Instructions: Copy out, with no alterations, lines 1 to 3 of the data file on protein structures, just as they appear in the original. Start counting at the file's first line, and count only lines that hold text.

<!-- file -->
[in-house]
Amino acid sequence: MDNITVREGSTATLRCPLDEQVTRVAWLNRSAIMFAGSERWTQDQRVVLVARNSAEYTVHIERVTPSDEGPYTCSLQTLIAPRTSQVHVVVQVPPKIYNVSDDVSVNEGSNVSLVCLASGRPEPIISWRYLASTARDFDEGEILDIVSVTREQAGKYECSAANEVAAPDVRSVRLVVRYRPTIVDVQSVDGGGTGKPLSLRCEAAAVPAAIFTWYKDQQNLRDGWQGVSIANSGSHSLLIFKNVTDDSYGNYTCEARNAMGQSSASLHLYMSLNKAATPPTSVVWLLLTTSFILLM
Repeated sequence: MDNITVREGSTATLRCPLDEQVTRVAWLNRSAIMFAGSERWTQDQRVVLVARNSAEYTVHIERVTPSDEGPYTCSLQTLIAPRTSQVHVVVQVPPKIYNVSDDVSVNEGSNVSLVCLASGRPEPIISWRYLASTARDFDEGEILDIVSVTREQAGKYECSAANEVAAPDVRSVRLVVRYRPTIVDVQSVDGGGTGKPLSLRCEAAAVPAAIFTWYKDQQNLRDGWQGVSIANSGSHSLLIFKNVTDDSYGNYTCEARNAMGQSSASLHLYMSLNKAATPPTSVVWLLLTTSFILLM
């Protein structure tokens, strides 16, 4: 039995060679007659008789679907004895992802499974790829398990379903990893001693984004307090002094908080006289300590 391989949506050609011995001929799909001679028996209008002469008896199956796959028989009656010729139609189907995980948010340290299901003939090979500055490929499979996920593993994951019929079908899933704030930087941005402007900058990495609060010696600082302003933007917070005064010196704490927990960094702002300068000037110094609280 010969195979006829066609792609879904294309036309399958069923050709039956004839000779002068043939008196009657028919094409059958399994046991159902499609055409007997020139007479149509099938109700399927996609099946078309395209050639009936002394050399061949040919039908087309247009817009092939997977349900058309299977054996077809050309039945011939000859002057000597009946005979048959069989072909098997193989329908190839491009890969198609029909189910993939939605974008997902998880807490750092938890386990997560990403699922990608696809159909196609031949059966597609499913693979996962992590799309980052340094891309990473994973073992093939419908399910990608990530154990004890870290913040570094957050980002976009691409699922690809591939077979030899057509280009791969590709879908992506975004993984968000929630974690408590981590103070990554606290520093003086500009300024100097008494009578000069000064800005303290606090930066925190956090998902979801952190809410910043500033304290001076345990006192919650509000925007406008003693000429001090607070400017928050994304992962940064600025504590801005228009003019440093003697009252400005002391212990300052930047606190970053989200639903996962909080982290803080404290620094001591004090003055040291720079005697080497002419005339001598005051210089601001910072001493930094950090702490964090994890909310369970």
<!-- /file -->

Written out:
[in-house]
Amino acid sequence: MDNITVREGSTATLRCPLDEQVTRVAWLNRSAIMFAGSERWTQDQRVVLVARNSAEYTVHIERVTPSDEGPYTCSLQTLIAPRTSQVHVVVQVPPKIYNVSDDVSVNEGSNVSLVCLASGRPEPIISWRYLASTARDFDEGEILDIVSVTREQAGKYECSAANEVAAPDVRSVRLVVRYRPTIVDVQSVDGGGTGKPLSLRCEAAAVPAAIFTWYKDQQNLRDGWQGVSIANSGSHSLLIFKNVTDDSYGNYTCEARNAMGQSSASLHLYMSLNKAATPPTSVVWLLLTTSFILLM
Repeated sequence: MDNITVREGSTATLRCPLDEQVTRVAWLNRSAIMFAGSERWTQDQRVVLVARNSAEYTVHIERVTPSDEGPYTCSLQTLIAPRTSQVHVVVQVPPKIYNVSDDVSVNEGSNVSLVCLASGRPEPIISWRYLASTARDFDEGEILDIVSVTREQAGKYECSAANEVAAPDVRSVRLVVRYRPTIVDVQSVDGGGTGKPLSLRCEAAAVPAAIFTWYKDQQNLRDGWQGVSIANSGSHSLLIFKNVTDDSYGNYTCEARNAMGQSSASLHLYMSLNKAATPPTSVVWLLLTTSFILLM